Home  »  Volume IV: English PROSE AND POETRY SIR THOMAS NORTH TO MICHAEL DRAYTON  »  § 5. Latimer’s directness, story-telling and denunciation of social wrongs

The Cambridge History of English and American Literature in 18 Volumes (1907–21).
Volume IV. Prose and Poetry: Sir Thomas North to Michael Drayton.

XII. The English Pulpit from Fisher to Donne

§ 5. Latimer’s directness, story-telling and denunciation of social wrongs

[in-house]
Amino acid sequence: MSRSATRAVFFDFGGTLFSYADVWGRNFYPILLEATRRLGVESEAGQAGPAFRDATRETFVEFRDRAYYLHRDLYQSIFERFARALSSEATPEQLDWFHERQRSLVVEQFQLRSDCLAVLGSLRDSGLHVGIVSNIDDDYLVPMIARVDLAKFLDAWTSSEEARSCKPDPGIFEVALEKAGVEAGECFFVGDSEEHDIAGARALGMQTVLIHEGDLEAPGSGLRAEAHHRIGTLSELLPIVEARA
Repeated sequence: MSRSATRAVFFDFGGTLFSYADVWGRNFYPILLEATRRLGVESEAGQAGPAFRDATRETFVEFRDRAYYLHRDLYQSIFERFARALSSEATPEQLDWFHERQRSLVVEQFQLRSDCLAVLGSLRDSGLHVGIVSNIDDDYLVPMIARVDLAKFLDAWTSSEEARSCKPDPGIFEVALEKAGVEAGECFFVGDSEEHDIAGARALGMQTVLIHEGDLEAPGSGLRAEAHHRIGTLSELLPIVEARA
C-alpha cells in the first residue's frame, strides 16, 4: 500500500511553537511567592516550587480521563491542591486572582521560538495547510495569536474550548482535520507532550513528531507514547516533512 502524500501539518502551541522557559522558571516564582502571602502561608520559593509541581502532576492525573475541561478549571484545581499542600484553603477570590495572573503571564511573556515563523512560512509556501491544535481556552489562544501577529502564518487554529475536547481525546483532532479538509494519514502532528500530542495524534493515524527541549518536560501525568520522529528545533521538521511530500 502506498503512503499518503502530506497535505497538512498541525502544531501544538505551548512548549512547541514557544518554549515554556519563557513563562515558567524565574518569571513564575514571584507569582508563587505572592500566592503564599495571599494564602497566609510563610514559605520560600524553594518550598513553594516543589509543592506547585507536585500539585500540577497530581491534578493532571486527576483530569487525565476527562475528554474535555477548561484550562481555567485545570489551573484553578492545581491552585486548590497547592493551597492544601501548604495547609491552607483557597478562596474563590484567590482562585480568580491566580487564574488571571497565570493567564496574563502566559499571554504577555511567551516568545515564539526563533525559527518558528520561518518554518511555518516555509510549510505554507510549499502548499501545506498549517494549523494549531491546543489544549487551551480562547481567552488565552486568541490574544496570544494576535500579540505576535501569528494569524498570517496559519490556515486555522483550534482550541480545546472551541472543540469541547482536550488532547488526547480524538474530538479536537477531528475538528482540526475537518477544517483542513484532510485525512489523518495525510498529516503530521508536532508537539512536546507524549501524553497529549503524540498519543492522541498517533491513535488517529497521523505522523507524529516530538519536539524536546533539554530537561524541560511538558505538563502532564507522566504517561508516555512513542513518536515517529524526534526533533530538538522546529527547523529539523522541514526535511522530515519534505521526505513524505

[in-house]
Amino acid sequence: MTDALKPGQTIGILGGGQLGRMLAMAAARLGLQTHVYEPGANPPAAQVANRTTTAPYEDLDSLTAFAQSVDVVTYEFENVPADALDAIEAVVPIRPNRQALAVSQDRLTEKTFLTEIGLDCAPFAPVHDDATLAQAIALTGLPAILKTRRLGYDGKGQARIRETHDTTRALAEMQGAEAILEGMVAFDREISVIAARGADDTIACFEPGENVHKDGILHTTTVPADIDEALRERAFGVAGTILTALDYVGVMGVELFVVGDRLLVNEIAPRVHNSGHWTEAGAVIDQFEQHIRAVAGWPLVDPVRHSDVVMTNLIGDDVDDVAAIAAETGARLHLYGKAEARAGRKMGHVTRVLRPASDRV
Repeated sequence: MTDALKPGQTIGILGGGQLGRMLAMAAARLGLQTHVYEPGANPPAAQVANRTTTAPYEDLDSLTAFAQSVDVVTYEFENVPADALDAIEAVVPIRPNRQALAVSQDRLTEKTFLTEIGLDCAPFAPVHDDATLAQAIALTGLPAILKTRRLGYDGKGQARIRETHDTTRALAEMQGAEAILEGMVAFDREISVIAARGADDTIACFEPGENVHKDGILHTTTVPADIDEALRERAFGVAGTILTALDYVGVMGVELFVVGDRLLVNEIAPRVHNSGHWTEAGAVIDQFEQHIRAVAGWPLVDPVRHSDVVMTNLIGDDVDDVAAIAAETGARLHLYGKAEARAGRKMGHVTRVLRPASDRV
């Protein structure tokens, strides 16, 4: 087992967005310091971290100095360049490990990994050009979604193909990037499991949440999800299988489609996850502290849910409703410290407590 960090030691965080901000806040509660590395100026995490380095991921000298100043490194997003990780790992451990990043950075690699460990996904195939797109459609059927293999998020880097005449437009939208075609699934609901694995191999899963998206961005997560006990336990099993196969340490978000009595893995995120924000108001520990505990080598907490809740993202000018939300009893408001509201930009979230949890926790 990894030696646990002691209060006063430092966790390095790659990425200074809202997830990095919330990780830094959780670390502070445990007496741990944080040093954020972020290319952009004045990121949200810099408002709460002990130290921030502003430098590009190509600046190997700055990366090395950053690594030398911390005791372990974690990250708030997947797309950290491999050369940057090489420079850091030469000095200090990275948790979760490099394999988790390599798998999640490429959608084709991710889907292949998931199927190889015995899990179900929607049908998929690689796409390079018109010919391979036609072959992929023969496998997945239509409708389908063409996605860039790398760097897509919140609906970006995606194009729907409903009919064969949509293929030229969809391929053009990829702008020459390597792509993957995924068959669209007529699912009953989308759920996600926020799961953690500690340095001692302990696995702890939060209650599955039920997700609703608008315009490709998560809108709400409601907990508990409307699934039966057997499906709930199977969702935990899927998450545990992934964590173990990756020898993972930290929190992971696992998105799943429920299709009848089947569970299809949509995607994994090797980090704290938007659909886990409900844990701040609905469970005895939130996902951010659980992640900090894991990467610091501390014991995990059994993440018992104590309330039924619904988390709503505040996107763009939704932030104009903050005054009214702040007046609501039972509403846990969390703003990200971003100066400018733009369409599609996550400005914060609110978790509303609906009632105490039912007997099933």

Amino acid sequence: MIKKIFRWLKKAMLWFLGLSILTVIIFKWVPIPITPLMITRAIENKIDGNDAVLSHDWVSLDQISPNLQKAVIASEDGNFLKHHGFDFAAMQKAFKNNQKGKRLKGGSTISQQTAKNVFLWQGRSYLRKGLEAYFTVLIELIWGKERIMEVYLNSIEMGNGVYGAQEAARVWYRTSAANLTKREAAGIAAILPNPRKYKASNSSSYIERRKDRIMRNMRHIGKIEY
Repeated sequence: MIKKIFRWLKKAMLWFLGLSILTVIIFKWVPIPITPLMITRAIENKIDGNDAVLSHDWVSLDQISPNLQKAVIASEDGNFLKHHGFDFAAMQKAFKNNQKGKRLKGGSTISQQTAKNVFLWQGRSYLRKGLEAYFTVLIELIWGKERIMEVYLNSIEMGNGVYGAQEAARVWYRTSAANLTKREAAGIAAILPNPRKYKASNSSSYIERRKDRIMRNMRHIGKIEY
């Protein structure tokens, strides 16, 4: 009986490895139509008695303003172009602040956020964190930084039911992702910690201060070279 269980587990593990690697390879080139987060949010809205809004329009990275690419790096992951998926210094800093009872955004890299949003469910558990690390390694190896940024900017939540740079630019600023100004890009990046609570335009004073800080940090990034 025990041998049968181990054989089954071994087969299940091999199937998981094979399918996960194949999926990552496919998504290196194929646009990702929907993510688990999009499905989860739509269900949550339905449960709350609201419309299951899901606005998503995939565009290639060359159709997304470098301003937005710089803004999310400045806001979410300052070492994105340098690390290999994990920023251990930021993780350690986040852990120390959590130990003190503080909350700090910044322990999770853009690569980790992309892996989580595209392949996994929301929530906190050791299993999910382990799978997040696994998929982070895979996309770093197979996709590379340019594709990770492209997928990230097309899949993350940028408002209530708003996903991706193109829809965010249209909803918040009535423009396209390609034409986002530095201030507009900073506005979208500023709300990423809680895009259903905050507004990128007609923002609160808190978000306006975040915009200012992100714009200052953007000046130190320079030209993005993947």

No complete sermons of Latimer’s Cambridge days have survived. In the Sermons on the Card we have only “the tenor and effect of certain sermons made by Master Latimer in Cambridge about the year of our Lord 1529.” They are justly famous for their originality and promise and for their outspoken denunciation. But they do not compare, at least in the form in which they have come down to us, with the sermons which he delivered before king Edward VI twenty years later. Of the intervening period, there remain only two sermons: a short one preached at the time of the insurrection of the north, and the convocation sermon delivered in 1536, just after he had become bishop of Worcester. The latter shows a great advance on the Card sermons, and, in consideration of the occasion, was probably composed with greater care than any other sermon which we have. It contains the fine contrast between dead images, covered with gold and clad with silk garments, and “Christ’s faithful and lively images … an hungred, a-thirst, a-cold.” The rest of Latimer’s surviving sermons, thirty-eight in number, those upon which his true fame depends, belong to his old age. In them, he describes himself as “thoroughe age, boethe weake in body and oblivious.” Yet this “sore brused man,” as if to make up for the years of enforced idleness, since the Six Articles had driven him out of active ministry, devoted the remaining years entirely to the pulpit; he was happier there than in the bishop’s throne, and “he continued all Kyng Edwardes tyme, preaching for the most part every Sunday two Sermons.” He was a preacher first and last, and he achieved such popular success as came to no other English preacher till Whitefield and Wesley. Here, at least, was a ploughman who set forward his plough, and ploughed manfully with all his strength.